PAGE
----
Intoku - Practice virtue in the shadows
by Víctor López Bondía (2015)

Some months ago, while reading a post on Michael Clarke's blog, I came across the concept of "Intoku". Clarke Sensei didn't explain its meaning, but he did point to the idea that Karate, if practiced as Budo, leads to Intoku. This drew my attention, so I did some research and I found out that the term is made up of two kanji; namely, (secret/shadow) and (virtue). "Secret charity" would be a proper translation, but I prefer to think of it as a piece of advice which encourages us to "practice virtue in the shadows" (even when nobody is watching). I found it quite inspirational and a very nice ideal to try to live up to.

Intoku
Intoku
Masterfully brushed by Pascal Krieger Sensei

Mottos like this are the ones which arguably make martial arts "ways of life" rather than sheer fighting methods. However, whenever I find myself pondering the topic of moral values as an integral part of martial arts, I can't help being a little skeptical. Sure, every practitioner worth their salt will be keen on rambling about how devoting yourself to Budo will "develop your character" and turn you into no less than a saint but, is that really so? Do martial arts really have that capacity to improve a person beyond their physical ability, or is it just something we practitioners like to believe and pay lip service to?

It is reasonable to think that martial arts started out as nothing more than a means to overcome an opponent in physical combat. But in time, human values most probably began to gradually permeate the fighting arts as they evolved. Karate in particular cannot be traced back to ancient times, but the well-known quote by 'Ti' Junsoku dates back to as early as the 17th century.

No matter how you may excel in the art of ti and in your scholastic endeavours,
nothing is more important than your humanity as observed in daily life.

'Ti' Junsoku
Shin Gi Tai (p.3)

What is it about Budo that makes it something "special", I mean, different from other arts and activities? Well, I guess it's the fact that martial arts deal with violence, self-preservation, and how we interact with others (whether we create or avoid conflict with them). A set of sound values is needed to keep violence under control and put martial skills to good use rather than misusing them as means of destruction.

Nowadays we are not warriors, a martial art is just another tool in the hands of people, and they decide what they make of it. If one considers his martial art a sport, a recreational activity, or even a professional career, then that's exactly what it is. At this point it is worth taking another look at Clarke Sensei's original statement - Karate, if practiced as Budo, leads to Intoku - and highlight the part "if practiced as Budo". If what you practice is not pursued as a martial way, then whatever it is, it is not Budo; so don't fool yourself (nor those you might be teaching) since none of the attributes of Budo will be guaranteed.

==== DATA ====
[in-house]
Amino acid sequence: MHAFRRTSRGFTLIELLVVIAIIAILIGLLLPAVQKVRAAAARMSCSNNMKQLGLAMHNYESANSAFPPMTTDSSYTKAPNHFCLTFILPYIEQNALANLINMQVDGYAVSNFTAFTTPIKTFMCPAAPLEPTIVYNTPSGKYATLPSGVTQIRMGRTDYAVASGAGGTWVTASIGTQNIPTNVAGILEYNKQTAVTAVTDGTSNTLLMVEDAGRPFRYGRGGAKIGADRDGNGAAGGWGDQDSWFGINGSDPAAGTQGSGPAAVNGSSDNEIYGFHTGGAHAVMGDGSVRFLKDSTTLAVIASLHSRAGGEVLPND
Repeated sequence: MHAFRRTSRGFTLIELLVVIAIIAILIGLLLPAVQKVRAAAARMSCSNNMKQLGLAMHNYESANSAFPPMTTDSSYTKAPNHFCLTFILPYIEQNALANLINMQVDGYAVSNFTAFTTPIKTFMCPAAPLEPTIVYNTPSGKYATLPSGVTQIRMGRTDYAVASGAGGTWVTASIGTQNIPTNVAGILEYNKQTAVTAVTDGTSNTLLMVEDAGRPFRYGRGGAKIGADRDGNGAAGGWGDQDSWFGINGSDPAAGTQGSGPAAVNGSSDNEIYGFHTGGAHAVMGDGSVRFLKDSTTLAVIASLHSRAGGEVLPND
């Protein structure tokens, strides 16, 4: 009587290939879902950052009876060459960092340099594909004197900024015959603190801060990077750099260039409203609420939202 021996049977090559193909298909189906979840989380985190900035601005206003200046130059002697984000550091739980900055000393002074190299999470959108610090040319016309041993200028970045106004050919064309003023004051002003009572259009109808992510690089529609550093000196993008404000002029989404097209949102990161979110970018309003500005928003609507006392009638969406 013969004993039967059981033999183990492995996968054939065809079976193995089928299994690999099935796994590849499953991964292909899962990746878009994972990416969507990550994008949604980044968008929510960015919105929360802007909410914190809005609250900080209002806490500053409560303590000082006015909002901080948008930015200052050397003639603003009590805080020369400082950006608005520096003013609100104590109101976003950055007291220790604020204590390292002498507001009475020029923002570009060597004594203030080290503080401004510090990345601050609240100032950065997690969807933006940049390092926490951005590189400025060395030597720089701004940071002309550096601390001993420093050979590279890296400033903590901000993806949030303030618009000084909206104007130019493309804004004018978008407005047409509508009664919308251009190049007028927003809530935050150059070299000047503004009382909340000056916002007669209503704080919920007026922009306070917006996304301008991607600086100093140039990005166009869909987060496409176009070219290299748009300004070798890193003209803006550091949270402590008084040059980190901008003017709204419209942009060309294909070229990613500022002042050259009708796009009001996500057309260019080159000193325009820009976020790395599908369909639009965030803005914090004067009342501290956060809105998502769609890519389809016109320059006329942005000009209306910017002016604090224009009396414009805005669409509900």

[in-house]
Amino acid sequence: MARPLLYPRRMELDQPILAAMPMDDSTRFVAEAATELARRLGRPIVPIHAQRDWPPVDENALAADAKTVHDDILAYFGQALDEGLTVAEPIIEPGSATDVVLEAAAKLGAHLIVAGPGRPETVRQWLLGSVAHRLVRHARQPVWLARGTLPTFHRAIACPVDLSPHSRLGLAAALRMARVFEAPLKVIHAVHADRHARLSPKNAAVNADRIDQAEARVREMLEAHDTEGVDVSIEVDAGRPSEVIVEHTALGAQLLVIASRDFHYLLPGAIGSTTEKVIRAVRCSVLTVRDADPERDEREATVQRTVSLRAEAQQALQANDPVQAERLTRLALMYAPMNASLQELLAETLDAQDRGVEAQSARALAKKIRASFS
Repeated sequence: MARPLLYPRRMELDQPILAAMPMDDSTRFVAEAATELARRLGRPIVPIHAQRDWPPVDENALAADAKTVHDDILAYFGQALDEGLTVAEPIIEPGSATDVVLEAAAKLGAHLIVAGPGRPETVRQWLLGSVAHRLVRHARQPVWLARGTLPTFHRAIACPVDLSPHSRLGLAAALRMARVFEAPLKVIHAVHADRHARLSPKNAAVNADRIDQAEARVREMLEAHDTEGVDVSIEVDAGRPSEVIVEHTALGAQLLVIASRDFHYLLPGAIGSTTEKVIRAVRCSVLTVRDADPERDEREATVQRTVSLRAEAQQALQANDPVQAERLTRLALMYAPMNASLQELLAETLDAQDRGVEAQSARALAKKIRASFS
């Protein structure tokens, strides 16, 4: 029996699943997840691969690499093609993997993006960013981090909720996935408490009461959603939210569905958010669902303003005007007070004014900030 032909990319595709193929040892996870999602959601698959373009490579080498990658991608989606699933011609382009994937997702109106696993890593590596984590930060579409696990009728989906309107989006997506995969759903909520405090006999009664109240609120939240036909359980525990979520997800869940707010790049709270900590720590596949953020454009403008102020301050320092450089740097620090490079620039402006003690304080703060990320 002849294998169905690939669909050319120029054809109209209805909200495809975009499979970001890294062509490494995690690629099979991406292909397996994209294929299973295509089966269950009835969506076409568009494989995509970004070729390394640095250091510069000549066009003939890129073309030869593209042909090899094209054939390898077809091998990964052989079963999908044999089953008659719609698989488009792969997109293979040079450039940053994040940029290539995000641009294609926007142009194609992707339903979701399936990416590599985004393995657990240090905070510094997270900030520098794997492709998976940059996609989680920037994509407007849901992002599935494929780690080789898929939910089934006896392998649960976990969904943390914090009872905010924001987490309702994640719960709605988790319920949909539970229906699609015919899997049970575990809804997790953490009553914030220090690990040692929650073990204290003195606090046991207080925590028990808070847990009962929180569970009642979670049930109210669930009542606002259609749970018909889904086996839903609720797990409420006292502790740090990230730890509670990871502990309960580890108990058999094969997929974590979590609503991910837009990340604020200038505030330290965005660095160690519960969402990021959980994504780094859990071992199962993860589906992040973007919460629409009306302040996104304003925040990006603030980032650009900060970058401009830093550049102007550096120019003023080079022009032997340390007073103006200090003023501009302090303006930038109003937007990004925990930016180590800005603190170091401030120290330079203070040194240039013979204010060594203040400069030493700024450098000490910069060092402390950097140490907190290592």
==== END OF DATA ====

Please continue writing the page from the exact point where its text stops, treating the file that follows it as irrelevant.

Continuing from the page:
Therefore, to the question "do martial arts really enclose a set of moral values?", I would have to reply "it depends on the individual". If you find in your practice lessons which encourage you to try to polish your flaws as a person as hard as you try to polish your martial technique, and you are determined to be a living example of those values, then yes, your budo of choice has values, but only because you make that possible through your attitude and your behaviour. In this case we can say your budo is part of your education. On the contrary, if all you care about is training hard and sweating, and you are happy believing that's all there is, then yes, that's all there is indeed... for you.

Regrettably, the claim "just training is not enough" is supported by the fact that there's no shortage of practitioners and instructors whose behaviour not only falls short of the most basic rules of propriety but often leaves a lot to be desired. The higher the rank, the higher the responsibility to set a good example, but more often than not, this isn't the case. Having met and witnessed such bad examples myself, I stopped looking up to "celebrity instructors" and "sensei" who always ended up letting themselves down in one way or another. This could be considered living proof that martial arts do not really develop one's character in any significant way, don't you think? Well, I came to the conclusion that decades of training, a very high rank, and even outstanding skill don't necessarily go hand in hand with a role model. These days all I expect to find behind a karateka is a nice and decent person, and whoever proves to be unworthy of that simple description, it's either because they never really learnt anything beyond the punching and kicking, or what is worse; they overlooked all those lessons.